Banking Trojan Targets Users of 400+ Fintech, Crypto Apps in 16 Countries: Report

Group-IB, which claims to be one of the global cybersecurity leaders, has presented its findings about Godfather, an Android banking Trojan that is currently being utilized by cybercriminals “to attack users of leading banking and crypto exchange applications in 16 countries.”

To date, Godfather has “targeted the users of more than 400 applications thanks to its ability to generate convincing web fakes and overlay them on the screens of infected devices when a user tries to open a targeted application.”

With this scheme, the threat actors leveraging Godfather attempt “to steal victims’ login credentials and bypass two-factor authentication in order to gain access to victims’ accounts and drain their funds.”

During their research into this new Android Trojan, Group-IB’s Threat Intelligence team discovered that Godfather is “a successor of Anubis, a widely-used banking Trojan whose functionalities were limited by Android updates and the prior efforts of malware detection and prevention providers.”

As of October 2022, 215 banks, 94 crypto wallet providers, and 110 crypto exchange platforms have been “targeted by Godfather.”

The Trojan has also been “used in a range of markets, as users in more than a dozen countries have been at risk of having their credentials stolen by threat actors leveraging Godfather.”

According to Group-IB’s findings, banking applications in the United States (49 companies), Turkey (31), Spain (30), Canada (22), France (20), Germany (19), and the United Kingdom (17), “have been the most targeted by this particular Trojan.”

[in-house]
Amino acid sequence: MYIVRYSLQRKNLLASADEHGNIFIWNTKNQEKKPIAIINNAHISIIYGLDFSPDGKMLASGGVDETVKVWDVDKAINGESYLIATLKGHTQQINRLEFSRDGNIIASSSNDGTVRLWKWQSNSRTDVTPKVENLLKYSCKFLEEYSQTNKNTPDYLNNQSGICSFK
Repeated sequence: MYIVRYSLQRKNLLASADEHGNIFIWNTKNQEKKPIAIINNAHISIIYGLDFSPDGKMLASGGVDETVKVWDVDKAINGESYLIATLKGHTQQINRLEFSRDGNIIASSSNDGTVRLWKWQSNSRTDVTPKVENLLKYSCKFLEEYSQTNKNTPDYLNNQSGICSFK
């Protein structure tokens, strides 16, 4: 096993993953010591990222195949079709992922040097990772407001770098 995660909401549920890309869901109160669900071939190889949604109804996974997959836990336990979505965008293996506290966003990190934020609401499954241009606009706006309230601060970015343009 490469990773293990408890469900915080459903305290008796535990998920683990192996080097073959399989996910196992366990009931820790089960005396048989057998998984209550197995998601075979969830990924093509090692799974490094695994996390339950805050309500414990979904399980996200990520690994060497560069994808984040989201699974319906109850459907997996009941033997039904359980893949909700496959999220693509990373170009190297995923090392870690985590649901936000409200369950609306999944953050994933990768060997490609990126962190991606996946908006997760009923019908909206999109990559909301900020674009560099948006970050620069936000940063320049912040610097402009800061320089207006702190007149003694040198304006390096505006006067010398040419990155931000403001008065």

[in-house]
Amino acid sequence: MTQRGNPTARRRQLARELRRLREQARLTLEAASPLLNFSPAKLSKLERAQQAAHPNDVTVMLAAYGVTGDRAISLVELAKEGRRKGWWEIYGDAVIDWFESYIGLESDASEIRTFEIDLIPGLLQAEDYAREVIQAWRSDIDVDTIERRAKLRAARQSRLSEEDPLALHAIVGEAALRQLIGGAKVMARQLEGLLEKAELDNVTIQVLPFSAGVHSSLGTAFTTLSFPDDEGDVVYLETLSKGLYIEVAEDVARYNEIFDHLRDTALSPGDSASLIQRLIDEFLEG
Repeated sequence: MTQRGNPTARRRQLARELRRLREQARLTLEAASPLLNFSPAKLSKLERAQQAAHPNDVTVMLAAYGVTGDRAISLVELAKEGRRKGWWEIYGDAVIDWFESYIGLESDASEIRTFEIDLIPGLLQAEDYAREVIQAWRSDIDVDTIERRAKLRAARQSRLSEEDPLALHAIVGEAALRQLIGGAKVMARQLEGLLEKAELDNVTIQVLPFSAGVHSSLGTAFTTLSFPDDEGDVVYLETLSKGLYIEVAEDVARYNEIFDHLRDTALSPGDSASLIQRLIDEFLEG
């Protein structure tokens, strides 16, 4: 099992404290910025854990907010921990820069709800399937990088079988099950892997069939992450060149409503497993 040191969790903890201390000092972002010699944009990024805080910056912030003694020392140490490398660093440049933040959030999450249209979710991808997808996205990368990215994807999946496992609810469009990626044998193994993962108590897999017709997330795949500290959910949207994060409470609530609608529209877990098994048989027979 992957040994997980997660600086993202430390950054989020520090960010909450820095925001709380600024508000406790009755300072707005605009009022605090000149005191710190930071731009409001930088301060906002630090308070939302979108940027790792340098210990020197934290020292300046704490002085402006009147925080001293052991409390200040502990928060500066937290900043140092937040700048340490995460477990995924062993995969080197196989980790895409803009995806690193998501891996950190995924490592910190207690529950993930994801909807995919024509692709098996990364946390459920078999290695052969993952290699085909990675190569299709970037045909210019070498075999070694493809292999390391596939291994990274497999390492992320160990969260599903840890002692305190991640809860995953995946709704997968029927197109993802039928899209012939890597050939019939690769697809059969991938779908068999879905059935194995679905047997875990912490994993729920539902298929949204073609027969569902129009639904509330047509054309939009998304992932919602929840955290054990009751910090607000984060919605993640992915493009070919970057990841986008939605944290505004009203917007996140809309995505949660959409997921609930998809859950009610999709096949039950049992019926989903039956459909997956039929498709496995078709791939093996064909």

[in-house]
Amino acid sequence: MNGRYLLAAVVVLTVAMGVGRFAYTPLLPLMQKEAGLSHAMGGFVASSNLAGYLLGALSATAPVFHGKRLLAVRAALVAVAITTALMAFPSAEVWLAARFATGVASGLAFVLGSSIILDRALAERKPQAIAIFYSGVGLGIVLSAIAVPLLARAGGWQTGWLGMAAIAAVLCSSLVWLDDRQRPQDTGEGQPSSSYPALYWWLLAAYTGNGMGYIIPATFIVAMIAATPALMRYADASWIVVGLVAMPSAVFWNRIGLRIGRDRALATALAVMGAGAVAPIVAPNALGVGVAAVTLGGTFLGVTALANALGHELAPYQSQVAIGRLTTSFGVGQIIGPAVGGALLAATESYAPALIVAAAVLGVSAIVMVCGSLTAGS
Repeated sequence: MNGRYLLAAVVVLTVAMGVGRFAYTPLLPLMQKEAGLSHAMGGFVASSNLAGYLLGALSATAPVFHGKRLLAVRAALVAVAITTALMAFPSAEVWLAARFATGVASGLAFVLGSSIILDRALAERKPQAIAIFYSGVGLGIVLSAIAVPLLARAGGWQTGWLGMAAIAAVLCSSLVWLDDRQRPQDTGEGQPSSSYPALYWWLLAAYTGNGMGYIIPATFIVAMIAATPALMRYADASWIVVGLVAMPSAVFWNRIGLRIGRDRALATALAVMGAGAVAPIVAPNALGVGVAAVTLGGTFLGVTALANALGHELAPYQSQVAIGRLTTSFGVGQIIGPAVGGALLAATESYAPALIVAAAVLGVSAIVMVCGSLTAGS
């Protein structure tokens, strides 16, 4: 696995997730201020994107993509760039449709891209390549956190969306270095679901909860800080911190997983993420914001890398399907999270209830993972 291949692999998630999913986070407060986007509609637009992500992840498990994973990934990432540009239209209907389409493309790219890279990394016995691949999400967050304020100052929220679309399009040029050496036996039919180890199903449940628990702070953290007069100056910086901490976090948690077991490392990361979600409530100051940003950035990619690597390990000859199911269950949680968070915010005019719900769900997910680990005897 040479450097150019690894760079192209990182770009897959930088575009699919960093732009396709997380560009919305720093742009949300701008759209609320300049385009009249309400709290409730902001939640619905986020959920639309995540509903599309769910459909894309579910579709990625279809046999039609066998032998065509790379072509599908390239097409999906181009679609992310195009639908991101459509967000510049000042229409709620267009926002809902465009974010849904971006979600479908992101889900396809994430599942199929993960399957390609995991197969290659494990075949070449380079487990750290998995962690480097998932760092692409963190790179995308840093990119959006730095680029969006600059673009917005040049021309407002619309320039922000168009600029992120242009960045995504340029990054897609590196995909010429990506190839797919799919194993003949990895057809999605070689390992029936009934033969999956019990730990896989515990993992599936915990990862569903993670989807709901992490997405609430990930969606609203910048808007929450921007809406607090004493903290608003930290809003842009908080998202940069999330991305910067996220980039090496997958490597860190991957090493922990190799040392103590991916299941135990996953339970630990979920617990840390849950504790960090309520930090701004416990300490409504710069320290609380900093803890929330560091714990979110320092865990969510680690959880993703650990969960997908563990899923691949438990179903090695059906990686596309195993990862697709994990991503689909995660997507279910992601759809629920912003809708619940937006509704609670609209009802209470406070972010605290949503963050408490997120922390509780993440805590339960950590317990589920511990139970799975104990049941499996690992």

Interestingly, Group-IB found in Godfather’s code “a functionality that stops the Trojan from attacking users who speak Russian or one of a number of languages used in the former Soviet Union, which could suggest that the developers of Godfather are Russian speaking.”

The Trojan does this by “checking the system language of the infected device and shutting down if the language is one of: Russian, Azerbaijani, Armenian, Belarusian, Kazakh, Kyrgyz, Moldovan, Uzbek, or Tajik.”

To start analyzing Godfather, one must start “with Anubis.” Godfather is “an upgraded version of the Anubis banking Trojan, whose source code was leaked back in 2019.”

Anubis’ functionalities were “clipped by Android updates, meaning that malware developers looked for ways to update the Trojan to allow it to continue attacking unsuspecting users.”

Group-IB found “that both Anubis and Godfather have the same code base, but the latter’s control & command communication protocol and capabilities were updated.”

Godfather’s developers also “modified Anubis’ traffic encryption algorithm, updated several functionalities such as Google Authenticator OTPs, and added a separate module for managing virtual network computing connections.”

Additionally, several functionalities “found in Anubis, such as the ability of the Trojan to encrypt files, record audio, or parse GPS data, have been removed.”

Analysts at Group-IB first “detected Godfather in June 2021. Godfather stopped being circulated in June 2022, which Group-IB analysts believe was due to the malware being updated further.”